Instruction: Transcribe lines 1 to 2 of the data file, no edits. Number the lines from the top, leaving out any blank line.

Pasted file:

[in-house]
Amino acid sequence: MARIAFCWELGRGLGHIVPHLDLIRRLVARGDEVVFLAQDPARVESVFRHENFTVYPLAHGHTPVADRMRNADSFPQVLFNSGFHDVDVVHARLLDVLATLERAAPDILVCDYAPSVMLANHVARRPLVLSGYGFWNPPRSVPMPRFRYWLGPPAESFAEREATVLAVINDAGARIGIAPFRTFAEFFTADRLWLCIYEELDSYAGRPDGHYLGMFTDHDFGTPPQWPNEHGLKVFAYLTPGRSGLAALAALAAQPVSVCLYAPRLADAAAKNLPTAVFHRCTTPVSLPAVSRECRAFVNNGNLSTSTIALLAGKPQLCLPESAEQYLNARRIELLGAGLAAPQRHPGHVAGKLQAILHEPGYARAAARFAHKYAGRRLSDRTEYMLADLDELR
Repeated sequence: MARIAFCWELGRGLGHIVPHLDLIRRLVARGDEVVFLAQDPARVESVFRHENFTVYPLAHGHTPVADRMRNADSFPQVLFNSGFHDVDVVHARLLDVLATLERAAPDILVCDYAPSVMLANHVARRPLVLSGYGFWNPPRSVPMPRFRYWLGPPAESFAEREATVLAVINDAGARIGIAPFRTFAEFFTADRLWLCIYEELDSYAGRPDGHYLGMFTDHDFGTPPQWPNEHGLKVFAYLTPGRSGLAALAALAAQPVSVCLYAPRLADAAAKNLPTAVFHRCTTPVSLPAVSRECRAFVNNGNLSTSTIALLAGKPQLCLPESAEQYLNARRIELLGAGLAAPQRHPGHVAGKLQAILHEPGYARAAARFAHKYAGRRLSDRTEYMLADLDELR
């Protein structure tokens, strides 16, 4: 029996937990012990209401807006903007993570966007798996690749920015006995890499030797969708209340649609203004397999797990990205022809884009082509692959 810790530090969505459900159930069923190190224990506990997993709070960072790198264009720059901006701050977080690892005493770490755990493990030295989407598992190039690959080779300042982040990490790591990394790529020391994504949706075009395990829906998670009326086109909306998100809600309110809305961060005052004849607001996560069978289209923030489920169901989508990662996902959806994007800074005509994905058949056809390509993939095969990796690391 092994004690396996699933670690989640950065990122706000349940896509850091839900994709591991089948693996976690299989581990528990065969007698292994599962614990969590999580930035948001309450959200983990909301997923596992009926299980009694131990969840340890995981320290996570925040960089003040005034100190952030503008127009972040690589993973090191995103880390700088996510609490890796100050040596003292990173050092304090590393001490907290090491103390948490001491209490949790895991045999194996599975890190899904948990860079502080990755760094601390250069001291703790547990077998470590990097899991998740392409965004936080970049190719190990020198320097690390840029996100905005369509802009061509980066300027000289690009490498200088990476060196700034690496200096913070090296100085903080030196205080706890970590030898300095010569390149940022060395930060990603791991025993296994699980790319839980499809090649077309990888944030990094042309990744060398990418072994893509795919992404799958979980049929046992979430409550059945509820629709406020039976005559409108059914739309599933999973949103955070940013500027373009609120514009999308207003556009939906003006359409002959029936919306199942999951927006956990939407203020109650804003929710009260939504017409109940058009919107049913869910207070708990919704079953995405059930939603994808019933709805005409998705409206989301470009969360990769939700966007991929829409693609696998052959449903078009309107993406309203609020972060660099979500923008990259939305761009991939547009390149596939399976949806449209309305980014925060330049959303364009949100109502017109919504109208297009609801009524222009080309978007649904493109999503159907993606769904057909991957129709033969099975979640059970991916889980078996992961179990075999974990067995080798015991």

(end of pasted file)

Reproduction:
[in-house]
Amino acid sequence: MARIAFCWELGRGLGHIVPHLDLIRRLVARGDEVVFLAQDPARVESVFRHENFTVYPLAHGHTPVADRMRNADSFPQVLFNSGFHDVDVVHARLLDVLATLERAAPDILVCDYAPSVMLANHVARRPLVLSGYGFWNPPRSVPMPRFRYWLGPPAESFAEREATVLAVINDAGARIGIAPFRTFAEFFTADRLWLCIYEELDSYAGRPDGHYLGMFTDHDFGTPPQWPNEHGLKVFAYLTPGRSGLAALAALAAQPVSVCLYAPRLADAAAKNLPTAVFHRCTTPVSLPAVSRECRAFVNNGNLSTSTIALLAGKPQLCLPESAEQYLNARRIELLGAGLAAPQRHPGHVAGKLQAILHEPGYARAAARFAHKYAGRRLSDRTEYMLADLDELR